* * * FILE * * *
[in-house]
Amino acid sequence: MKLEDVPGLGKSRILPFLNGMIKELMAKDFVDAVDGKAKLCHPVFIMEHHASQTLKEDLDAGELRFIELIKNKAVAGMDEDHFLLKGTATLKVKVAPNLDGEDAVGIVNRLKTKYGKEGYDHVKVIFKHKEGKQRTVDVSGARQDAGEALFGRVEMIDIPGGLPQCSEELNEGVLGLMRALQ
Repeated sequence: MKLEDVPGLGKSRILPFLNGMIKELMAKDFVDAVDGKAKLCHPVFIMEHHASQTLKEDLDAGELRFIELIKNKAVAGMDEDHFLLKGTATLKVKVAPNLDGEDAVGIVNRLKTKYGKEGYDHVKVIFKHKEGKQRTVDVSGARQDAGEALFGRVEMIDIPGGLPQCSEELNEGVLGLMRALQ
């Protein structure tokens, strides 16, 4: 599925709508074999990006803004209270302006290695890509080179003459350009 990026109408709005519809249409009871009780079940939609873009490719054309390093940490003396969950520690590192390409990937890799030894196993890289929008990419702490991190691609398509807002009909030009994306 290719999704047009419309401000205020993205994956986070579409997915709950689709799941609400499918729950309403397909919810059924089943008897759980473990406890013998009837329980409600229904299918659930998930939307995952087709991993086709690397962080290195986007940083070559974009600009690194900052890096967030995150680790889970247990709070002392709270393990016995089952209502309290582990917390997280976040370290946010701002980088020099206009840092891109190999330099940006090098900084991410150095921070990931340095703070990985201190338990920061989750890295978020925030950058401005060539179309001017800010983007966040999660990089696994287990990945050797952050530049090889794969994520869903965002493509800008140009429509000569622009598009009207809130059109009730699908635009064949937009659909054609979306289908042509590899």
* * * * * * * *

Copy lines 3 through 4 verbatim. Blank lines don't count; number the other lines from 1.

Repeated sequence: MKLEDVPGLGKSRILPFLNGMIKELMAKDFVDAVDGKAKLCHPVFIMEHHASQTLKEDLDAGELRFIELIKNKAVAGMDEDHFLLKGTATLKVKVAPNLDGEDAVGIVNRLKTKYGKEGYDHVKVIFKHKEGKQRTVDVSGARQDAGEALFGRVEMIDIPGGLPQCSEELNEGVLGLMRALQ
């Protein structure tokens, strides 16, 4: 599925709508074999990006803004209270302006290695890509080179003459350009 990026109408709005519809249409009871009780079940939609873009490719054309390093940490003396969950520690590192390409990937890799030894196993890289929008990419702490991190691609398509807002009909030009994306 290719999704047009419309401000205020993205994956986070579409997915709950689709799941609400499918729950309403397909919810059924089943008897759980473990406890013998009837329980409600229904299918659930998930939307995952087709991993086709690397962080290195986007940083070559974009600009690194900052890096967030995150680790889970247990709070002392709270393990016995089952209502309290582990917390997280976040370290946010701002980088020099206009840092891109190999330099940006090098900084991410150095921070990931340095703070990985201190338990920061989750890295978020925030950058401005060539179309001017800010983007966040999660990089696994287990990945050797952050530049090889794969994520869903965002493509800008140009429509000569622009598009009207809130059109009730699908635009064949937009659909054609979306289908042509590899």